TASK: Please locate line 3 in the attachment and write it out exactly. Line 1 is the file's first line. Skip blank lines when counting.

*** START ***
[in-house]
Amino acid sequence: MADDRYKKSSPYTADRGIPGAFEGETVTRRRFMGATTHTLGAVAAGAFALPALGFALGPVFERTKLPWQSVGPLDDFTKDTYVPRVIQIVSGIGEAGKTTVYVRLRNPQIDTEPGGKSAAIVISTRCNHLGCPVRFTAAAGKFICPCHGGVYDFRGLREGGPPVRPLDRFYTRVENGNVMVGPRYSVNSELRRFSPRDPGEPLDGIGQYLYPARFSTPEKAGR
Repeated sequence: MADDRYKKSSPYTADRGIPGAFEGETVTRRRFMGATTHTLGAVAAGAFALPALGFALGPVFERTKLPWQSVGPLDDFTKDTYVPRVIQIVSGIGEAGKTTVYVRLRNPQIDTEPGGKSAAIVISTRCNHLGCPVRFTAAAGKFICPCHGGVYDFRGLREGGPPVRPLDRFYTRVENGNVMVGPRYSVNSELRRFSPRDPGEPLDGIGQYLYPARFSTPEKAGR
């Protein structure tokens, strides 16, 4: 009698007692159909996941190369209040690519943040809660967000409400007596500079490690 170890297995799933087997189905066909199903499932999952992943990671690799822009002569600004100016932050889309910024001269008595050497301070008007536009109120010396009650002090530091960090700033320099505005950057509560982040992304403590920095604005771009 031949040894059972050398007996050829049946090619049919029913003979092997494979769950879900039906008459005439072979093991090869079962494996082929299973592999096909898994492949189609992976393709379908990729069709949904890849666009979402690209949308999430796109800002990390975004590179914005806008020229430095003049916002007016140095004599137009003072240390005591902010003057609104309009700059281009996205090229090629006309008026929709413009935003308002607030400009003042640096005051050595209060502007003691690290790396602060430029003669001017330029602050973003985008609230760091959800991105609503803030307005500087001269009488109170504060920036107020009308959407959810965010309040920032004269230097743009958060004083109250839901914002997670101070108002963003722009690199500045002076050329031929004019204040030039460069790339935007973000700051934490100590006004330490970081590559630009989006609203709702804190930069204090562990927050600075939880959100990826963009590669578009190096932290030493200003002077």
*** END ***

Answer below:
Repeated sequence: MADDRYKKSSPYTADRGIPGAFEGETVTRRRFMGATTHTLGAVAAGAFALPALGFALGPVFERTKLPWQSVGPLDDFTKDTYVPRVIQIVSGIGEAGKTTVYVRLRNPQIDTEPGGKSAAIVISTRCNHLGCPVRFTAAAGKFICPCHGGVYDFRGLREGGPPVRPLDRFYTRVENGNVMVGPRYSVNSELRRFSPRDPGEPLDGIGQYLYPARFSTPEKAGR